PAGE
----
Pak envoy claims no ‘forced’ deportations of Afghans, says 98 pc went back voluntarily


Islamabad: Pakistan United Nations Ambassador Munir Akram said on Wednesday that no forced deportations of Afghans were taken out of Pakistan and emphasized that 98 per cent of people went back to Afghanistan voluntarily, Dawn reported.

According to the report, a Pak envoy addressing a special security council session on Afghanistan emphasized that characterizing the protection environment for Afghans in Pakistan as unfavourable is inaccurate and offensive.
This comes a long time after Pakistan conducted a mass deportation drive of illegal Afghan citizens residing in the country on the order of then-caretaker Prime Minister Anwarul Haq Kakar.

Under the deportation drive, undocumented Afghan citizens were deported from the country and taken into deportation camps. The Pakistan envoy stated that after Pakistan announced its plan to enforce laws on illegal aliens, 500,000 undocumented Afghans voluntarily returned to Afghanistan. He noted that 98 per cent of these returns were voluntary, with the remaining 2 per cent involving individuals engaged in terrorism, drug smuggling, or other crimes, Dawn reported.

Ambassador Akram expressed displeasure with a UN report claiming an unfavourable protection environment in Pakistan, highlighting the country’s four-decade-long sheltering of almost five million Afghan refugees.
“Even today, over one million undocumented Afghans remain in Pakistan. They should return forthwith. We have made several exceptions for those with Afghan ID cards, POR cards, for those who may be ‘vulnerable’ if they return,” he said.

Dawn reported that as the session began, the UN envoy for Afghanistan, Roza Otunbayeva reiterated a call for the Taliban to lift restrictions on women and girls, warning of worsening human rights violations if the constraints persist.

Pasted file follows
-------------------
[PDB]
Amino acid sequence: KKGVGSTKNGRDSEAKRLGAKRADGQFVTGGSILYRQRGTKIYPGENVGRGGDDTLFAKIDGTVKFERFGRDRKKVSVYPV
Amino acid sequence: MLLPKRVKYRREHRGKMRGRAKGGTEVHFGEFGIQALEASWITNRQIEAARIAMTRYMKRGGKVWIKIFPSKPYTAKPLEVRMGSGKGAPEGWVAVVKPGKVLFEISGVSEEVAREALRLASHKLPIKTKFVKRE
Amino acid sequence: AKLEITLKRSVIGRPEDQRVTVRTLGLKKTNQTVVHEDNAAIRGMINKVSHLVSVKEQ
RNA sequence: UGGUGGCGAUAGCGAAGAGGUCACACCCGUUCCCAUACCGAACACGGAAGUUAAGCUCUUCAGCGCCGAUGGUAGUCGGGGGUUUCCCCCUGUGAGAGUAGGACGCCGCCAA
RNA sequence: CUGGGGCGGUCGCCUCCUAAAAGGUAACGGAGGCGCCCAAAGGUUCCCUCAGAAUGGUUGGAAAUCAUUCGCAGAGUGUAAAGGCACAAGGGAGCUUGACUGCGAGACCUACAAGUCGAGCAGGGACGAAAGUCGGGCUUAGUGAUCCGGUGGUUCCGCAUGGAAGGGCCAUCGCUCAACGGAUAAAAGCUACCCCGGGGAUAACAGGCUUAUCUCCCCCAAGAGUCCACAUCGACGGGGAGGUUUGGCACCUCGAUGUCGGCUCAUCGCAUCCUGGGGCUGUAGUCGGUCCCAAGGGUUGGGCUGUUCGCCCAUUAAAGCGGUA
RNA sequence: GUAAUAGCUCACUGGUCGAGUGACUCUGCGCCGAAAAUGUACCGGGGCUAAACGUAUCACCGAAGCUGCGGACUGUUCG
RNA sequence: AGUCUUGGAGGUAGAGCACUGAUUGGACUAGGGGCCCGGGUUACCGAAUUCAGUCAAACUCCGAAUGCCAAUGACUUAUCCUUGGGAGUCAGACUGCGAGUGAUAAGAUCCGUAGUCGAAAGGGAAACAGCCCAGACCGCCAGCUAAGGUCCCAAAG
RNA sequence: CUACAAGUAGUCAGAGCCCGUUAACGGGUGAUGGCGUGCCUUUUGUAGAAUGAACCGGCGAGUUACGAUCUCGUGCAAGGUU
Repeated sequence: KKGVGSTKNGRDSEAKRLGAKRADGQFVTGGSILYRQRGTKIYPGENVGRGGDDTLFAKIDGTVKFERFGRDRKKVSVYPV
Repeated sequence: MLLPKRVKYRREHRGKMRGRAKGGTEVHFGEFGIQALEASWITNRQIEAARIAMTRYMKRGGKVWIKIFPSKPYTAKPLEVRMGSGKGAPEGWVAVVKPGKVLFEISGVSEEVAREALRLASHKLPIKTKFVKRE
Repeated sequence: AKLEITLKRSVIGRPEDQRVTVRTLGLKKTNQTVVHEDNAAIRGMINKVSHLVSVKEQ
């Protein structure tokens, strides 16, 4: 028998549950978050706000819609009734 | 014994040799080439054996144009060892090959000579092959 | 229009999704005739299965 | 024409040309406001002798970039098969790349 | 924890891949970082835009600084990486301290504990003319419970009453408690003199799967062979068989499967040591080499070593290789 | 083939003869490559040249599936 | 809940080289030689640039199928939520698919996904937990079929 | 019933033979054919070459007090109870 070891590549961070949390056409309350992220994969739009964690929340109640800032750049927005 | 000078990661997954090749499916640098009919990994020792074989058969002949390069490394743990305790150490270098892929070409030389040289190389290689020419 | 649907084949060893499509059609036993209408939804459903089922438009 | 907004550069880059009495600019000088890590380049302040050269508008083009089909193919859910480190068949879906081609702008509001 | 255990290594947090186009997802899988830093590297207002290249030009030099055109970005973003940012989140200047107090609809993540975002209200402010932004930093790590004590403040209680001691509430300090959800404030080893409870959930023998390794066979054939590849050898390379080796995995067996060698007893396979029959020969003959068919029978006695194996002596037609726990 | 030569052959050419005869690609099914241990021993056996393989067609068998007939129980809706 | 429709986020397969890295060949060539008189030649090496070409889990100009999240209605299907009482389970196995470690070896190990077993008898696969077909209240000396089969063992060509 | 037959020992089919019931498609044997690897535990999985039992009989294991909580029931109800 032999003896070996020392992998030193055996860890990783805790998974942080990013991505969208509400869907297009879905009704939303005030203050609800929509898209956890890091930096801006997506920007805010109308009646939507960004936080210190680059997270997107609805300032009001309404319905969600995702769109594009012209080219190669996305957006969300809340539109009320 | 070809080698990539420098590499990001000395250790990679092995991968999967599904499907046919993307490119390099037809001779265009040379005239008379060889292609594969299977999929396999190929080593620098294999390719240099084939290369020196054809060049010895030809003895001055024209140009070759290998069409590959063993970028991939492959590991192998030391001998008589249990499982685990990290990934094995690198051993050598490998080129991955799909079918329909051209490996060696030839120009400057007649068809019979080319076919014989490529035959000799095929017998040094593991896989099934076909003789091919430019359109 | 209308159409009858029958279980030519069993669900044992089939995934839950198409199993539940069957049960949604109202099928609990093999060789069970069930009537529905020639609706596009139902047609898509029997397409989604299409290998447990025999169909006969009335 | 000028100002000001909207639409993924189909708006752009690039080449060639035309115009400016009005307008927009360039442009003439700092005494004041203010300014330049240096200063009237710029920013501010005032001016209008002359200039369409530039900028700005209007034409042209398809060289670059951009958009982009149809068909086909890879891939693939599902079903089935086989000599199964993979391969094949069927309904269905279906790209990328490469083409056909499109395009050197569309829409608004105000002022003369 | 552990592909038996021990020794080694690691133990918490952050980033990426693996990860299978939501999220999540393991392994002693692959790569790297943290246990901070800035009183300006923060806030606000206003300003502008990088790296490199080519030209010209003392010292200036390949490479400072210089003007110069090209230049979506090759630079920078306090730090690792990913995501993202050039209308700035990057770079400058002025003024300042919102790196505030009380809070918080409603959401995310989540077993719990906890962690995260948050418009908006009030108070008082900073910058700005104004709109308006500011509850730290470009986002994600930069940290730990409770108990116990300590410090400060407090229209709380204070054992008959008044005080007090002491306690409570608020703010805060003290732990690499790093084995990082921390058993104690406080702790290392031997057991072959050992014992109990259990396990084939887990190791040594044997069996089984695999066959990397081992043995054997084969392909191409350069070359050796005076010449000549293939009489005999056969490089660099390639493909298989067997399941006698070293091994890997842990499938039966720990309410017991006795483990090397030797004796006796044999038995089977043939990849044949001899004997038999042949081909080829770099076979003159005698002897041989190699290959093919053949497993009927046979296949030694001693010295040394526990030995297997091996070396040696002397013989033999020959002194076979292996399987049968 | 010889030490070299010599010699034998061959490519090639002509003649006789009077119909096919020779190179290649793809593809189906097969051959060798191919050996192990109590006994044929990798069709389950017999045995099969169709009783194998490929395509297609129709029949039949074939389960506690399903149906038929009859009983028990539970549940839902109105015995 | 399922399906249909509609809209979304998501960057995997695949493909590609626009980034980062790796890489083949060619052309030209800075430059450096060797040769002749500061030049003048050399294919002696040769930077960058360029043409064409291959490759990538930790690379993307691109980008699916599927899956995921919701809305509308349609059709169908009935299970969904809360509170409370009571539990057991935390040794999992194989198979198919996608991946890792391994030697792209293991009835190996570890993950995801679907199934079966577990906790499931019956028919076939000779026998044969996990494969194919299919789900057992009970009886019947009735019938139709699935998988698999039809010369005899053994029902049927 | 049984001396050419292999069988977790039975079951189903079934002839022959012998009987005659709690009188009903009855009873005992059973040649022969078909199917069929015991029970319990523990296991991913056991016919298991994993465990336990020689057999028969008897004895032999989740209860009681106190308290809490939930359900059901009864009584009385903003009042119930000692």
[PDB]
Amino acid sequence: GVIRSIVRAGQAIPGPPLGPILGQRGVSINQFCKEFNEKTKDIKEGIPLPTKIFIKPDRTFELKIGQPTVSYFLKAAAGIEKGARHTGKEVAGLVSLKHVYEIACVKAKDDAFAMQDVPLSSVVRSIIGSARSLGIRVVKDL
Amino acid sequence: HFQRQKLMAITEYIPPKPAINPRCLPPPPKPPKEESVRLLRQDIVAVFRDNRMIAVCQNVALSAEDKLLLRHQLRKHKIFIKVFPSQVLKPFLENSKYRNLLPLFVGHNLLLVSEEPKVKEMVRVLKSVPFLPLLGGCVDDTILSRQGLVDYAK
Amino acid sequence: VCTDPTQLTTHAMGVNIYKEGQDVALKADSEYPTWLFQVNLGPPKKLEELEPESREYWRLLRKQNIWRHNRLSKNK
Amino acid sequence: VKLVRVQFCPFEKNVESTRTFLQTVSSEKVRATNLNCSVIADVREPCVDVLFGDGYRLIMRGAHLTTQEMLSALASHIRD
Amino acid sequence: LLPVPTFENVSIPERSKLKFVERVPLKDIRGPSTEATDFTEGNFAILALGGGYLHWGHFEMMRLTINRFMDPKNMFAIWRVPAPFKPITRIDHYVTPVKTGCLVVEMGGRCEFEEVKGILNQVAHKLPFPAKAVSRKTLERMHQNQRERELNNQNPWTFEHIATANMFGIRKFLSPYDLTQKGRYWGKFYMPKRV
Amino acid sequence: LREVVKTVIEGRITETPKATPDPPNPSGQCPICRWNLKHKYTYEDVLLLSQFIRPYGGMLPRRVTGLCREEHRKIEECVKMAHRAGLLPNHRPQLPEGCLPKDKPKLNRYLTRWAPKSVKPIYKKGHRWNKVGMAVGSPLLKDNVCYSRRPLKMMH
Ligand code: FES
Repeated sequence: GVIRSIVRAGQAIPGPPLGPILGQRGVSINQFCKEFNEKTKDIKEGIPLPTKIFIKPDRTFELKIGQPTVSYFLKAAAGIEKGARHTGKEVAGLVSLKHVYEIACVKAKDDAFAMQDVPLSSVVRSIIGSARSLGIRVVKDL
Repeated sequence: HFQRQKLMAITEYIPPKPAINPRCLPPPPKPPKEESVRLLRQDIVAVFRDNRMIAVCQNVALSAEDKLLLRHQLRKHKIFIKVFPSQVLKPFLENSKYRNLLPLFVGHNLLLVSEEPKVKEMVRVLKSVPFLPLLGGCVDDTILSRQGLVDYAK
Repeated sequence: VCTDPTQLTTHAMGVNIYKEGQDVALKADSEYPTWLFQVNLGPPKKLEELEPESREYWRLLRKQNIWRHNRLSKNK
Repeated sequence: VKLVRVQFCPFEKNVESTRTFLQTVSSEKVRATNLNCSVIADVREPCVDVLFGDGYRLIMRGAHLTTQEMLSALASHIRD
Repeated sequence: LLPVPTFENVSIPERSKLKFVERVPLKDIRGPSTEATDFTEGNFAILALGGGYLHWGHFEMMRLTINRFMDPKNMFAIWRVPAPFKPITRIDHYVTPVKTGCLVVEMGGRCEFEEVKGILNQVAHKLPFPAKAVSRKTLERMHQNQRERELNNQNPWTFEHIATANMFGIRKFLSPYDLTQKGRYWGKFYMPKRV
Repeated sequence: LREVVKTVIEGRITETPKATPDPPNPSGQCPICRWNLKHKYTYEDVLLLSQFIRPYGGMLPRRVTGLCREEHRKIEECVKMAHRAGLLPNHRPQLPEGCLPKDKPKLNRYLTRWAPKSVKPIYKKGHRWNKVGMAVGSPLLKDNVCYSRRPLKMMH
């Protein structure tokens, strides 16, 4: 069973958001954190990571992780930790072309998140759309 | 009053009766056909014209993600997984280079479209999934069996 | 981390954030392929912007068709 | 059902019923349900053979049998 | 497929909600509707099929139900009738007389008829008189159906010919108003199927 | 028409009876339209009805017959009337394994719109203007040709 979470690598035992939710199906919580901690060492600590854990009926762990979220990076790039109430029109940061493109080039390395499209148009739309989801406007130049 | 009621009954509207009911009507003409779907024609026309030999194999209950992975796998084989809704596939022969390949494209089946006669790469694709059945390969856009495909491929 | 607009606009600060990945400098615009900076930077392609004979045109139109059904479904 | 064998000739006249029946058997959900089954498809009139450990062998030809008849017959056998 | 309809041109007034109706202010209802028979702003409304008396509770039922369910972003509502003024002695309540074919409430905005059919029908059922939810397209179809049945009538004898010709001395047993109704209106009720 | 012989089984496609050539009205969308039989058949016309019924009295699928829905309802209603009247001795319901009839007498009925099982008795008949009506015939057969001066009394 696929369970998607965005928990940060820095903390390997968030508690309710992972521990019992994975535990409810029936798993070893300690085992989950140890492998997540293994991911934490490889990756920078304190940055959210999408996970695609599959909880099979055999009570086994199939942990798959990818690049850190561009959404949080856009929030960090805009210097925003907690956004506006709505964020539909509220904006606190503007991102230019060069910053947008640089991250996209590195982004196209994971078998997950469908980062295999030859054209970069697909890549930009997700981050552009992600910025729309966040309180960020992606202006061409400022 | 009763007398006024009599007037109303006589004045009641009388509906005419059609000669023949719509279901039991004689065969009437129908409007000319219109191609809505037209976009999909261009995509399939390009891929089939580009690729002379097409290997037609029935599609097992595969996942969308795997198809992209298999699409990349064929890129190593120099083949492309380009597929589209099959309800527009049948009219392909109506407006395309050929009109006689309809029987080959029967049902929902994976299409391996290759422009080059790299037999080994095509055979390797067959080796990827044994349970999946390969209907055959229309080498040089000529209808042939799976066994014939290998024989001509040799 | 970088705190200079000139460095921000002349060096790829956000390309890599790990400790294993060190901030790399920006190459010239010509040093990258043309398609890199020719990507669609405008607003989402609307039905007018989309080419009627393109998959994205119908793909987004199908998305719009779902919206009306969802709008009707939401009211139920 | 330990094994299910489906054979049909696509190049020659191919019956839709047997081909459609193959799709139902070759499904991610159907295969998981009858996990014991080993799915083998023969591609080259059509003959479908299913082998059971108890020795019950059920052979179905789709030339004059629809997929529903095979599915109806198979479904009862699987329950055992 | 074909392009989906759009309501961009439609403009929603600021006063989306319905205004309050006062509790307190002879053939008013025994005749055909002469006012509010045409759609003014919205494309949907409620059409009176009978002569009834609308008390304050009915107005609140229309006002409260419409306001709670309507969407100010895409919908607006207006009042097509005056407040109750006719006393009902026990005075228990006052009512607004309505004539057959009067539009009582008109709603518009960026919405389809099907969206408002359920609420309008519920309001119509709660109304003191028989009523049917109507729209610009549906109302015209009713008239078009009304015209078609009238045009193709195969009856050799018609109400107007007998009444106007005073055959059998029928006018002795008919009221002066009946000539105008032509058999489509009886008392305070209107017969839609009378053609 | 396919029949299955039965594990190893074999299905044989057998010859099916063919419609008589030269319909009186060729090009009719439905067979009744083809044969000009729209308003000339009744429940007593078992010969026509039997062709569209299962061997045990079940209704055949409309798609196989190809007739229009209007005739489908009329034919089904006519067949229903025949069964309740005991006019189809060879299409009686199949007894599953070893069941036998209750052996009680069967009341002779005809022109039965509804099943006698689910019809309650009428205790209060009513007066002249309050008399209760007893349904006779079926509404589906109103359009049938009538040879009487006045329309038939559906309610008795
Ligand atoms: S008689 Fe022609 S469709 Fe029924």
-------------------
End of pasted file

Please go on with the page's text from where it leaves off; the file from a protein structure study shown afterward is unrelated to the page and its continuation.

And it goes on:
She said that the recent arbitrary arrest of Afghan women for alleged Islamic dress code violations was having a chilling effect on the wider female population, “many of whom are now afraid to move in public”. The UN envoy added, “The denial of women and girls’ access to education and work, and their removal from many aspects of public life, has caused immense harm to mental and physical health, and livelihoods.”

“The violation of these principles and norms is not in the immediate or long-term interests of Afghanistan,” Ambassador Akram said. “Pakistan considers sustained engagement with the Afghan interim government to be essential to normalise the situation in Afghanistan,” he added.

Over 500,000 Afghan immigrants had been sent home as a result of the government’s deportation campaign against them, Pakistan’s Interior Ministry told the Senate on Tuesday, according to Dawn. All illegal immigrants were given an ultimatum by the government in October to depart Pakistan by October 31 or face incarceration and deportation to their home countries.

The caretaker administration formally launched a national drive to remove unauthorised foreign nationals, most of whom are Afghans, after the deadline passed. Human rights organisations and Afghanistan both criticised the action, but the government stood its own and insisted that it was not directed at any one ethnic community, reported Dawn.

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